We would have seen the truth that nothing or no one would ever really make us love ourselves if we didn’t think that we were worth it first.   Like a drug.  Like meth. We used boys and their fumbling affections that were only given in exchange for even the possibility of an orgasm as a replacement for love.  For God.  For realizing that at the end of any day or life the only real thing that we have to come home to or comfort us is ourselves.

And it breaks my fucking heart.  How I wish I could go back to myself at 15 and beg her to stop.  I wish I could hold her and tell her she was worth the world just for being alive.  I would tell her that it’s not her fault that her daddy left.  And that no drug or drink or boy or even food would ever fill that hole inside her heart. That she could only slowly fill that hole back up with self-respect, self-esteem and self-love. That she was absolutely the only person alive on this planet that could ever actually make herself feel better.  And that would only happen by faith and choosing to lean in to a loving presence that she had grown up referring to as God.  But that God didn’t care what she called him as long as she turned to him for her sense of self-worth.

So, that’s what I mean by Boy Crazy and the bad side of it.  Is there a good side? Man, I just don’t know.  All I know is that I’m sick of trading a walk on part in the war for a lead role in a cage.  Are you?

The Bad Side of Boy Crazy Part I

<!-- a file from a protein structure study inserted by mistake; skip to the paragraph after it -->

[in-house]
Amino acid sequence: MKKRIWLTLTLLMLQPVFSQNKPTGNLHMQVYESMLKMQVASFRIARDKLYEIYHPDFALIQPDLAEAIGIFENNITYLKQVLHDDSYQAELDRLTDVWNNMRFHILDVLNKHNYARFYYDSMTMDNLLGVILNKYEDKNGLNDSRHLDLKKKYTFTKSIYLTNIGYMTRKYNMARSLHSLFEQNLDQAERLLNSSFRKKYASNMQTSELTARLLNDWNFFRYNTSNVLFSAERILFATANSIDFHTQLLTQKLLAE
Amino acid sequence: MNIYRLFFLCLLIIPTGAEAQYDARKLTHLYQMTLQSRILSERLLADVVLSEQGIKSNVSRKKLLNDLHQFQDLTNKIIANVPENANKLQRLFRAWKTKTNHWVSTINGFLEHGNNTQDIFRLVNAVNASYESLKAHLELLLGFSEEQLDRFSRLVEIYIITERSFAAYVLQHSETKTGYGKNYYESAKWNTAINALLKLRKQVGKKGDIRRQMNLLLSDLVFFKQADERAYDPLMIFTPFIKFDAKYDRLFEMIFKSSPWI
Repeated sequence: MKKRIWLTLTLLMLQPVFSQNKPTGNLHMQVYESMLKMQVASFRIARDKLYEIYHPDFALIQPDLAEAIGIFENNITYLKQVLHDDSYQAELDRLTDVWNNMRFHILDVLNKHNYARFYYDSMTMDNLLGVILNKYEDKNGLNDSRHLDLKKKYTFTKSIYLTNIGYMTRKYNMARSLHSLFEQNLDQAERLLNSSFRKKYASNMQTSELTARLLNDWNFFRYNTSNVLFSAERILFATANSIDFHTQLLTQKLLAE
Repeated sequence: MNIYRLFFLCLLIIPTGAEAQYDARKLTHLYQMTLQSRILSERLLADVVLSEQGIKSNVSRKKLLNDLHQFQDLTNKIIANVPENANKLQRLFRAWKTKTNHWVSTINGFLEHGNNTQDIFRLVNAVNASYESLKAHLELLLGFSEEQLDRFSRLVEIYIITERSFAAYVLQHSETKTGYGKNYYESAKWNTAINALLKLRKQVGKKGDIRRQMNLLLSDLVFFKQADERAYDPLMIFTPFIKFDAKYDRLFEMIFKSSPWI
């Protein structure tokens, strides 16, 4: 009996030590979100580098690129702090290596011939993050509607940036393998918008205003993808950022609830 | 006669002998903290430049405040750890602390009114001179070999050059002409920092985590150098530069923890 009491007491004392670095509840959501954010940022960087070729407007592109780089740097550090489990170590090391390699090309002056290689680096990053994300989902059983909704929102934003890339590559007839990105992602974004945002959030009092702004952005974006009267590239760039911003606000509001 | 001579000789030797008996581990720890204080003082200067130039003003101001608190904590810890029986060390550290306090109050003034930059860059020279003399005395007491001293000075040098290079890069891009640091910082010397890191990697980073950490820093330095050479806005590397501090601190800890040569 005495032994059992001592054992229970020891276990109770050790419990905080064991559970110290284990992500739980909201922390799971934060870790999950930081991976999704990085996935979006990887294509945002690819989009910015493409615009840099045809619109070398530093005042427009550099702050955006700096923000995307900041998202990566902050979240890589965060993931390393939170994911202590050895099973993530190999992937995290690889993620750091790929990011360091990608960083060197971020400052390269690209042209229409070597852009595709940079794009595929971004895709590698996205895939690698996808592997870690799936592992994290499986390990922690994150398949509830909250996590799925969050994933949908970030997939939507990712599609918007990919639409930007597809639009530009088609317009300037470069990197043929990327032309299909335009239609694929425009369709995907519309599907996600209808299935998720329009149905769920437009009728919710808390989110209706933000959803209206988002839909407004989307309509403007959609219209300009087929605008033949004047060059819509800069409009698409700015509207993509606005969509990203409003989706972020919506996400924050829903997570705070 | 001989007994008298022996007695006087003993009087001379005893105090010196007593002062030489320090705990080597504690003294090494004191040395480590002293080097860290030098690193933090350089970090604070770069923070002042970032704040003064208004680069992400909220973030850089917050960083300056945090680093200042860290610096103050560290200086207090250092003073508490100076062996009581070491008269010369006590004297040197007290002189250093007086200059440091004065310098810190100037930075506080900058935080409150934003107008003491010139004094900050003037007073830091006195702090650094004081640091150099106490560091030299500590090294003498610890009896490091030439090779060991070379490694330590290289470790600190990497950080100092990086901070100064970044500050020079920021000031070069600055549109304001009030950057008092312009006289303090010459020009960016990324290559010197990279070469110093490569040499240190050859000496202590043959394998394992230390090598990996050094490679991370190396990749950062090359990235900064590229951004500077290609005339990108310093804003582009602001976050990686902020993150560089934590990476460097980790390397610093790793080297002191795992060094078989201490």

As I mentioned a couple of weeks ago, I have begun working with a Spiritual Path Healer.  What the heck is that, you ask? Well, in this case, she is a woman who is able to connect with angels, spirit guides and loved ones who have passed over.  Yeah, I know what you are thinking.  CUCKOO.

Believe me, I am right there with you about half of the time.  And, yet, I want to believe so the other half of the time, I really do. Plus, I was actually referred to this healer by my primary care physician who is a Board Certified M.D.  She also happens to be a functional doctor, which is why she is so awesome.  This is the very same functional doctor who literally saved my life a few years ago by calling bullshit on my drinking.

I tend to take her guidance to heart.  So, I made an appointment to see this healer for me and my husband.  This is why my doctor suggested that I see this healer in the first place.  Because she wanted to see what the healer had to say about how safe it was for me to remain in my marriage.  She did have some very interesting things (that totally rang true) about that, but my marriage is not really what I want to talk about today.

Today, I want to start a conversation about what it means to be “boy crazy.”  But I bring in my spiritual healer because she has informed me that, in order to really heal myself, I will need to heal my inner child.  She sent me home with instructions to gather several pictures of myself throughout my childhood and then sit down and take turns with my inner child on writing about our memories.

I know. I know. But she’s right! I know she’s right.  I know that the issues that I struggle with today stem from my childhood.  I have, of course, begun this work and, I have to say, that the first time I tried it…it blew my mind.